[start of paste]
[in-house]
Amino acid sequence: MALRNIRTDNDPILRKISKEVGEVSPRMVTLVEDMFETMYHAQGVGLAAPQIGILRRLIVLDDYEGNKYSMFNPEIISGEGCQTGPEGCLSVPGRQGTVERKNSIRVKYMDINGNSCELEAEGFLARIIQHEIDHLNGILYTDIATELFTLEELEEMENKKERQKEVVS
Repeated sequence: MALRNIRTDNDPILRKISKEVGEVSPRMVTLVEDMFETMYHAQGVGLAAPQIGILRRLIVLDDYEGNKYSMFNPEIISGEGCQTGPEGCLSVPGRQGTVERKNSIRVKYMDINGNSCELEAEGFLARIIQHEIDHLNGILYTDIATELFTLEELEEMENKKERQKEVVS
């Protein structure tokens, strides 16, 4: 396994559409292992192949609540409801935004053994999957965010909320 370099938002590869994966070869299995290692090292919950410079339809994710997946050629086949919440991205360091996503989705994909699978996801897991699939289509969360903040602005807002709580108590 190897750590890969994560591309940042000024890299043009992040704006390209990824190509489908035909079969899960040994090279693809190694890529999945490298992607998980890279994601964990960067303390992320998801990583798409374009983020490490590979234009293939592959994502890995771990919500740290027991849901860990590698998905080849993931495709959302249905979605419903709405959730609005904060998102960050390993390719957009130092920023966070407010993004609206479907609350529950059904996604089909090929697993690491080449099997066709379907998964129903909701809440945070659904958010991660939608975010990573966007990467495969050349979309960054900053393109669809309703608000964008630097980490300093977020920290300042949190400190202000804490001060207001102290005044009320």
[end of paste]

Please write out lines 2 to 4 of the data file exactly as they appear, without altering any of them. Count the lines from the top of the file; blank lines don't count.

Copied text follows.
Amino acid sequence: MALRNIRTDNDPILRKISKEVGEVSPRMVTLVEDMFETMYHAQGVGLAAPQIGILRRLIVLDDYEGNKYSMFNPEIISGEGCQTGPEGCLSVPGRQGTVERKNSIRVKYMDINGNSCELEAEGFLARIIQHEIDHLNGILYTDIATELFTLEELEEMENKKERQKEVVS
Repeated sequence: MALRNIRTDNDPILRKISKEVGEVSPRMVTLVEDMFETMYHAQGVGLAAPQIGILRRLIVLDDYEGNKYSMFNPEIISGEGCQTGPEGCLSVPGRQGTVERKNSIRVKYMDINGNSCELEAEGFLARIIQHEIDHLNGILYTDIATELFTLEELEEMENKKERQKEVVS
């Protein structure tokens, strides 16, 4: 396994559409292992192949609540409801935004053994999957965010909320 370099938002590869994966070869299995290692090292919950410079339809994710997946050629086949919440991205360091996503989705994909699978996801897991699939289509969360903040602005807002709580108590 190897750590890969994560591309940042000024890299043009992040704006390209990824190509489908035909079969899960040994090279693809190694890529999945490298992607998980890279994601964990960067303390992320998801990583798409374009983020490490590979234009293939592959994502890995771990919500740290027991849901860990590698998905080849993931495709959302249905979605419903709405959730609005904060998102960050390993390719957009130092920023966070407010993004609206479907609350529950059904996604089909090929697993690491080449099997066709379907998964129903909701809440945070659904958010991660939608975010990573966007990467495969050349979309960054900053393109669809309703608000964008630097980490300093977020920290300042949190400190202000804490001060207001102290005044009320």